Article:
Sam Lavigne Interview / The Art of Bots
Thu 14 Apr 2016
by Sarah Blaszczok
The Art of Bots curator and exhibitor Matthew Plummer-Fernandez spoke to artist, bot-maker and fellow exhibitor Sam Lavigne to find out more about his new project Parliament Live, and the role of video and humour in his work –
Matthew Plummer-Fernandez (MPF): One of the many things I love about your work is that you undermine serious problems (Capitalism, Prisons, Surveillance) through humour. What is the importance of humour to you?
Sam Lavigne (SL): A lot of my work makes use of found material, such as images, videos and text produced by institutions which they then make available online. I don’t try to force material to be funny if it isn’t, but if I find something that strikes me, I’ll present it in a way that highlights whatever latent humour I see.
Frequently humour happens when institutions produce material that undermines their own narratives. For example, I recently discovered that many sheriff’s departments in the US have YouTube channels containing b-roll footage of their prisoners. I found this one particularly interesting. It’s a self-congratulatory piece about a special wing of a prison built to house US veterans. The sheriff’s department appear pleased with themselves for taking special care of ex-soldiers, and presumably have created the video for distribution to news outlets. At the risk of explaining the joke, there are two things to note: 1) That they have decorated the prison to be ‘America’ themed and 2) The fact that they have a large enough veteran prisoner population to build a whole wing to house them.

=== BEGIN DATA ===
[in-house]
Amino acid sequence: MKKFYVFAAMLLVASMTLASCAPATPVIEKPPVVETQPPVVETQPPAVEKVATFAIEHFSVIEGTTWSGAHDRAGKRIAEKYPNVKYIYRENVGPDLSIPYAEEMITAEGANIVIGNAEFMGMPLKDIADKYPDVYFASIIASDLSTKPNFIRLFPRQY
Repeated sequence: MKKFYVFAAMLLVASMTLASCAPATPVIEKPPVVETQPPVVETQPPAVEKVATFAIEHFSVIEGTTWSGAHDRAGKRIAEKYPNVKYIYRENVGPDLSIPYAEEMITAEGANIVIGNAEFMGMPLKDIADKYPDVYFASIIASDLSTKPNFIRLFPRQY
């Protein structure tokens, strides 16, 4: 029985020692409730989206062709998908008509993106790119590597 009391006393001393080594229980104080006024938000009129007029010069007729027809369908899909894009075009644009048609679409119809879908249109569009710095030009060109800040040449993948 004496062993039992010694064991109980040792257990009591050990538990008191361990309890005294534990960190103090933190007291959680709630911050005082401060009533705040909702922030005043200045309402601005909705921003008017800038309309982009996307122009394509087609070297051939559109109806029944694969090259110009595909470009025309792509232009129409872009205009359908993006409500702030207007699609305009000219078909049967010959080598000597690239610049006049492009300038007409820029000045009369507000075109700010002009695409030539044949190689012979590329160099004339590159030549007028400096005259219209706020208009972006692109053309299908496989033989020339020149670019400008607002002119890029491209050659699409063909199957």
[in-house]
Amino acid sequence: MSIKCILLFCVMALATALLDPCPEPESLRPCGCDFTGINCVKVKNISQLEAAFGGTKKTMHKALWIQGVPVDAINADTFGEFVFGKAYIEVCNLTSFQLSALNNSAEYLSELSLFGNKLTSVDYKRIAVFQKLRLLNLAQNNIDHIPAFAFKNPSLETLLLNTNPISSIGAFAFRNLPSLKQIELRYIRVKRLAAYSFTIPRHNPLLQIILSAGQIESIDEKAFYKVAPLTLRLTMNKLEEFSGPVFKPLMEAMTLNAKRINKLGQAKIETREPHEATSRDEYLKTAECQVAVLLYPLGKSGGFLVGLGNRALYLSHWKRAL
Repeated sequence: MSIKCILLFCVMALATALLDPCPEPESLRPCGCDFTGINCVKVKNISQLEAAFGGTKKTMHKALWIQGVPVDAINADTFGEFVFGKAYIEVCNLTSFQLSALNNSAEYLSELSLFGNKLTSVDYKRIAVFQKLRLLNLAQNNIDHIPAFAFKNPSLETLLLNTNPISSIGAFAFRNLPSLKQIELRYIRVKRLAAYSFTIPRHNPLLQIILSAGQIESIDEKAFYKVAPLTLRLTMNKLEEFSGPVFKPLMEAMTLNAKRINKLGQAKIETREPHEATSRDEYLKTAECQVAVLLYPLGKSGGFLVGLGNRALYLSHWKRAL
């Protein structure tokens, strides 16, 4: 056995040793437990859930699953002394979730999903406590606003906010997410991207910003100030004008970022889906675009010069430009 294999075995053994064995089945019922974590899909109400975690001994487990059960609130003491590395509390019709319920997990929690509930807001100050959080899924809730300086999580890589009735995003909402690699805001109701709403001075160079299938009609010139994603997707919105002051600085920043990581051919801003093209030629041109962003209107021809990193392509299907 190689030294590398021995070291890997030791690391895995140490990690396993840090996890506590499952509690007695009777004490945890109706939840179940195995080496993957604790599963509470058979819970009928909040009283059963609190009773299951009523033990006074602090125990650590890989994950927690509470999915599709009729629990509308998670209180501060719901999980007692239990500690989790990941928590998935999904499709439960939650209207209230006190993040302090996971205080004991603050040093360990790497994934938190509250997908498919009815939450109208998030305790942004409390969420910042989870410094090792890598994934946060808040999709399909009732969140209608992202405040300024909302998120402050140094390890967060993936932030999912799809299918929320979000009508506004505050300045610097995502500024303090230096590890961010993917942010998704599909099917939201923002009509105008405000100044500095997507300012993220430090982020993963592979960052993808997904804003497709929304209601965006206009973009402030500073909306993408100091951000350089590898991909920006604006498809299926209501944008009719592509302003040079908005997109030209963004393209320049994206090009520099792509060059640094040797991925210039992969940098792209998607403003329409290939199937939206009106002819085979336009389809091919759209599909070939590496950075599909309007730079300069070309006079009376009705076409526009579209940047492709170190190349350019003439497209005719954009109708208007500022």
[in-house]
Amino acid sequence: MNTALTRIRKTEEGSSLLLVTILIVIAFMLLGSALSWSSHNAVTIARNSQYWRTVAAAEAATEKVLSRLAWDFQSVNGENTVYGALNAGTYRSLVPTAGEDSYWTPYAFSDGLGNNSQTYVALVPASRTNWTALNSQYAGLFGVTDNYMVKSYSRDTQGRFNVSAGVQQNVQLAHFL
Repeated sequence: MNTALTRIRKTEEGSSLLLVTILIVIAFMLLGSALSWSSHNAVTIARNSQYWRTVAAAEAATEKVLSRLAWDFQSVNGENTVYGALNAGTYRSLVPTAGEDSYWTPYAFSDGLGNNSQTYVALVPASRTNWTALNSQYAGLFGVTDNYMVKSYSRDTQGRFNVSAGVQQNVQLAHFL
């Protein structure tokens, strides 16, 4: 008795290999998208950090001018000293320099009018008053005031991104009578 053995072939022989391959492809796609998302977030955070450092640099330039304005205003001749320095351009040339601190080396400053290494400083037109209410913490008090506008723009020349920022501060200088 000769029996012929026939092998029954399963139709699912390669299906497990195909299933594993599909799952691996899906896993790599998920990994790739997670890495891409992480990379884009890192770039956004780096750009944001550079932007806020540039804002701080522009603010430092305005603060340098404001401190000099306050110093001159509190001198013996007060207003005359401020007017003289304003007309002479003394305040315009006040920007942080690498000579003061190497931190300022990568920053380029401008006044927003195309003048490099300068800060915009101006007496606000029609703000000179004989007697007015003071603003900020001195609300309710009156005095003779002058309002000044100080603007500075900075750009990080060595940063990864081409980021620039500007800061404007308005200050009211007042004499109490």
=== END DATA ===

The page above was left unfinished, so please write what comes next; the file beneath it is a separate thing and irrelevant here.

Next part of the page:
More broadly, humour allows me to explore my own uncertainties about the possibility of social / political / economic change. What does it mean when repressive institutions undermine their own narratives? Perhaps that they don’t have believable narratives about themselves at all, that there is no symbolic basis for their authority. Or that institutions no longer need to legitimize themselves symbolically. Does this make them more fragile or more intractable? Without an antagonistic narrative, how can there be a counter-narrative to mobilize around?
MPF: Stupid Hackathon proves humour works especially well on technology too. Artists working with technology are usually found taking either the side of celebrating technology or being sceptical of technology. Having a sense of humour towards technology seems to be the healthier yet underexplored third approach. What are your thoughts on this?
SL: I think that this is also a question about narrative. A lot of humour found in the tech world arises from the the dissonance between what technology is actually capable of, what it actually does, and the stories that are told about it. This is of course especially true in the startup world – the dissonance is inflated in proportion to how much money is involved.
Most technology is just not that useful, or it’s useful in a limited capacity to particular groups of people. I find it much more satisfying to work with tech when you let go of the idea that you should be doing something useful, and instead, embrace it as a medium for some kind of embodied critique.
To this end, I started The Stupid Shit No One Needs & Terrible Ideas Hackathon with my collaborator Amelia Winger Bearskin. It’s an annual event where we ask participants to create tech projects that have no value whatsoever.
MPF: I like that your work feels embedded in the real world – it’s used to run real e-commerce sites, deliver faxes to real prison fax machines, and connect with actual interrogation specialists over linkedIn.